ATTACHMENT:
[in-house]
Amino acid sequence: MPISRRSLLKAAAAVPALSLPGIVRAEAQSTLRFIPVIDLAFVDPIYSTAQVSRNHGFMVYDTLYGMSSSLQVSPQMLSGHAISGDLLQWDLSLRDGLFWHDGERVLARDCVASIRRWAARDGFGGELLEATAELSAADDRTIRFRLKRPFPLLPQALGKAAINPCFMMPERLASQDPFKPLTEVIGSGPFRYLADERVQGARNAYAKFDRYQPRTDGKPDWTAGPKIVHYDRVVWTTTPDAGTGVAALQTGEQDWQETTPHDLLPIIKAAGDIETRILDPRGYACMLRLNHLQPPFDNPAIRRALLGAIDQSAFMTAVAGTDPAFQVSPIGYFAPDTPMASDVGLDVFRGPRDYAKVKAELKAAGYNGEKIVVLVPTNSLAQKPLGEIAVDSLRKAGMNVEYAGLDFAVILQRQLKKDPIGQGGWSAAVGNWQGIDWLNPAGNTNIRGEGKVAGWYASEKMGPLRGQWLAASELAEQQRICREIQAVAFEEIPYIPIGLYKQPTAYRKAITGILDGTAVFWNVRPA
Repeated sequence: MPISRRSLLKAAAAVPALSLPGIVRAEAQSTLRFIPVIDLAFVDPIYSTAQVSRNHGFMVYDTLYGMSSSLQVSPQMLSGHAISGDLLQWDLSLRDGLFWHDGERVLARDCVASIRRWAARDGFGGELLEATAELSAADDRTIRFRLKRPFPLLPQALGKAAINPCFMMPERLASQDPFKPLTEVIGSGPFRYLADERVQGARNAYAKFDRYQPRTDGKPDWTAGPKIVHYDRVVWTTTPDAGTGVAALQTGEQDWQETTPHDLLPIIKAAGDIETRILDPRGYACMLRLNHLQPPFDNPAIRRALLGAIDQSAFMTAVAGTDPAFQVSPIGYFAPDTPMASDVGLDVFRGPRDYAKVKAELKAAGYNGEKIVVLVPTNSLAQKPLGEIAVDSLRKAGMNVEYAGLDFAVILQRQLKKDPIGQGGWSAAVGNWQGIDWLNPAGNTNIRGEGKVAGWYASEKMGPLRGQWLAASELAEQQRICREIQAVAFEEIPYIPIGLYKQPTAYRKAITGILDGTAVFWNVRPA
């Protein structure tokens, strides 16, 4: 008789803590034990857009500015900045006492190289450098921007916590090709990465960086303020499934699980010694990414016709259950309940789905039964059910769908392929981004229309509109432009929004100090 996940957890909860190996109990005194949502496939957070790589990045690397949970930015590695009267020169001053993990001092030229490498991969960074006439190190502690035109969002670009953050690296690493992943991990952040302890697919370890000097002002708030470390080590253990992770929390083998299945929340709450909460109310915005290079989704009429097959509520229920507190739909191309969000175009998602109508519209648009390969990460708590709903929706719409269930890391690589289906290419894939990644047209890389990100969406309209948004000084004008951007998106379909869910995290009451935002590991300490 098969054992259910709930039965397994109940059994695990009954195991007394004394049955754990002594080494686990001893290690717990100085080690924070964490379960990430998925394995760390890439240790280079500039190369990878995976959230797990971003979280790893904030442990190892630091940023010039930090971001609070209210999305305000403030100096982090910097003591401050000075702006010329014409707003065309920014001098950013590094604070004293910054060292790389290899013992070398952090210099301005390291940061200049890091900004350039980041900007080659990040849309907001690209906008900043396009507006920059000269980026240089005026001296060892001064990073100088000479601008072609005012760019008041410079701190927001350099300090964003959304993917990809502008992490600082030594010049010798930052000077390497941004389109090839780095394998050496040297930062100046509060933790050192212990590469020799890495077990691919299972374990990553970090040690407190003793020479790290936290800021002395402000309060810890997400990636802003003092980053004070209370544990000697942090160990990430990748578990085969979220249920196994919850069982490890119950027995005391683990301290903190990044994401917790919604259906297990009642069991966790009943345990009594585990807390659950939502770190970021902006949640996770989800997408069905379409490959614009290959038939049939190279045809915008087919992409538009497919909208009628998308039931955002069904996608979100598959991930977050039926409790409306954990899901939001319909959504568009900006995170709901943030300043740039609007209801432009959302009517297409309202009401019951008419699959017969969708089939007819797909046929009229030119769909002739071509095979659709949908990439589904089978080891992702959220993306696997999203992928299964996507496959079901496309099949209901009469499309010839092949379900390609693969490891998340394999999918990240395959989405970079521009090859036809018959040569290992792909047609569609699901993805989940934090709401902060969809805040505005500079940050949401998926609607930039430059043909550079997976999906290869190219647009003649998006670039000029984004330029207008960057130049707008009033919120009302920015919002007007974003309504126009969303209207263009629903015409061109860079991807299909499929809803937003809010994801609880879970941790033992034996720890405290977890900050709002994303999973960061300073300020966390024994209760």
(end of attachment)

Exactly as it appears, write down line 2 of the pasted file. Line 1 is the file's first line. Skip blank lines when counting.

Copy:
Amino acid sequence: MPISRRSLLKAAAAVPALSLPGIVRAEAQSTLRFIPVIDLAFVDPIYSTAQVSRNHGFMVYDTLYGMSSSLQVSPQMLSGHAISGDLLQWDLSLRDGLFWHDGERVLARDCVASIRRWAARDGFGGELLEATAELSAADDRTIRFRLKRPFPLLPQALGKAAINPCFMMPERLASQDPFKPLTEVIGSGPFRYLADERVQGARNAYAKFDRYQPRTDGKPDWTAGPKIVHYDRVVWTTTPDAGTGVAALQTGEQDWQETTPHDLLPIIKAAGDIETRILDPRGYACMLRLNHLQPPFDNPAIRRALLGAIDQSAFMTAVAGTDPAFQVSPIGYFAPDTPMASDVGLDVFRGPRDYAKVKAELKAAGYNGEKIVVLVPTNSLAQKPLGEIAVDSLRKAGMNVEYAGLDFAVILQRQLKKDPIGQGGWSAAVGNWQGIDWLNPAGNTNIRGEGKVAGWYASEKMGPLRGQWLAASELAEQQRICREIQAVAFEEIPYIPIGLYKQPTAYRKAITGILDGTAVFWNVRPA